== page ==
I say all of this to make it clear that microservices are not a silver bullet and building an application using them is fraught with challenges and difficulties. In a monolith you have a single threaded application that is deployed as a single entity. In a microservices approach, you may have dozens of entities deployed, and each of them communicating with each other in a loosely coupled architecture. The complexity of such an application is exponential.
What is a microservice?
There are many definitions that can be found on the internet, so instead let’s focus on their common characteristics.
- They are completely self contained
- They are organised around business capabilities
- They aid in the componentisation of an application via services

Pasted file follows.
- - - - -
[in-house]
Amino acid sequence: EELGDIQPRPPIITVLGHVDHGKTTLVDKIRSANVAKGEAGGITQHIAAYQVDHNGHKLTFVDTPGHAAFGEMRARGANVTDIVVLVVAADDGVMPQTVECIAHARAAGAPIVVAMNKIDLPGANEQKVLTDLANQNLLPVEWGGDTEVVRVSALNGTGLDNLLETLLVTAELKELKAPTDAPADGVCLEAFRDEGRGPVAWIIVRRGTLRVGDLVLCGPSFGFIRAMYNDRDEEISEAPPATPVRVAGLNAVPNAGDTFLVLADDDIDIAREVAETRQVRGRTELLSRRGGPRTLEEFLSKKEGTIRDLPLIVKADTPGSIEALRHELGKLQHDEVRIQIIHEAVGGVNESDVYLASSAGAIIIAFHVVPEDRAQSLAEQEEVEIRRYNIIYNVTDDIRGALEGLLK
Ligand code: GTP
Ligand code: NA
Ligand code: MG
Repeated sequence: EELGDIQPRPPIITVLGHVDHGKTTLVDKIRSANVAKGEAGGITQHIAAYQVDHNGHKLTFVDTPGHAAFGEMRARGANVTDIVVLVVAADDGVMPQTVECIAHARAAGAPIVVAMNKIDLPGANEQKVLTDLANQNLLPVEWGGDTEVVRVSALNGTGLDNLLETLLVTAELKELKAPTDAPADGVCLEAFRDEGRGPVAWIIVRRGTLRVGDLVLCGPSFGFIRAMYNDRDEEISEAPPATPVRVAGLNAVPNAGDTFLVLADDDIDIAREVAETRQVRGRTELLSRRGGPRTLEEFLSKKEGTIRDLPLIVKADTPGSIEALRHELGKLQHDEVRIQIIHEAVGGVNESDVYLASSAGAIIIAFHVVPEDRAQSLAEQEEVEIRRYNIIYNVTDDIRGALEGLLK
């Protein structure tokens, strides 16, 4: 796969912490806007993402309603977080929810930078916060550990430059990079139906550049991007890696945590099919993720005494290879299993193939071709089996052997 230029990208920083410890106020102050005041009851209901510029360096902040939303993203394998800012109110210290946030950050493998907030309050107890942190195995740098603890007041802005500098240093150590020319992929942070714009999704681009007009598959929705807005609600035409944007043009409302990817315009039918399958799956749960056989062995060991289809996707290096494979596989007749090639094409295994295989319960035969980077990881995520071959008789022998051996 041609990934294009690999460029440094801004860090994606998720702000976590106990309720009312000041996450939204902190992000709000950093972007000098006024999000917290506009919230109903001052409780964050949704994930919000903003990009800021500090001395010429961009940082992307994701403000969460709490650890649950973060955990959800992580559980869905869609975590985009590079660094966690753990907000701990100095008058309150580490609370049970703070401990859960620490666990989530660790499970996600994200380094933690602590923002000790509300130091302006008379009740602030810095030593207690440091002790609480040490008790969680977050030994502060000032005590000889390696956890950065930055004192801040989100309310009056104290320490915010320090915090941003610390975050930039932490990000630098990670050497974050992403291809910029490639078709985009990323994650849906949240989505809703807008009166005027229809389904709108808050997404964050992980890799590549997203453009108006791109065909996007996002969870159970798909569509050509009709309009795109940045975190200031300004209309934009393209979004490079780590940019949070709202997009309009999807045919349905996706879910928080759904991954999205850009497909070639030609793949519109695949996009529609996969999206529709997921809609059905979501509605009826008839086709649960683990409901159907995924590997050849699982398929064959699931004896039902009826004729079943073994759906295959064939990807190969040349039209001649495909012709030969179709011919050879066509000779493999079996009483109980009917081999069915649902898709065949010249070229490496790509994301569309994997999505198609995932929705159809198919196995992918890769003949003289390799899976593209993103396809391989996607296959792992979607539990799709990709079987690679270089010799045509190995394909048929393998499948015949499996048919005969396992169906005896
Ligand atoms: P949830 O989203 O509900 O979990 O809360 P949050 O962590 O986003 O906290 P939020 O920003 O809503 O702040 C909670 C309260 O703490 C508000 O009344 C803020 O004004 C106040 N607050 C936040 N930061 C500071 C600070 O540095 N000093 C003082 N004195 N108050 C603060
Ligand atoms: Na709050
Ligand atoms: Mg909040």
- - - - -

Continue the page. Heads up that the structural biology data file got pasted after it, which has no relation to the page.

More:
- They are products not projects
- The have de-centralised governance
- They have de-centralised data management
- They are designed for failure
- They employ evolutionary design
- They have smart endpoints and dumb pipes
- They employ infratructure automation
A microservice is a self-contained service that is concerned with a single business capability that is designed for failure. They operate in concert with other microservices so that together they can deliver value as a cohesive application.
They are self-contained in the sense that they can and should be deployable completely independently of any other microservice. They are loosely coupled and therefore do not communicate directly with any other microservice. Instead they use messaging patterns such as Publish-Subscribe, Queues, Message-Buses etc. Since none of the other microservices communicate directly with each other, they can be deployed completely at the discretion of the team that built it. In fact, this is key to their success.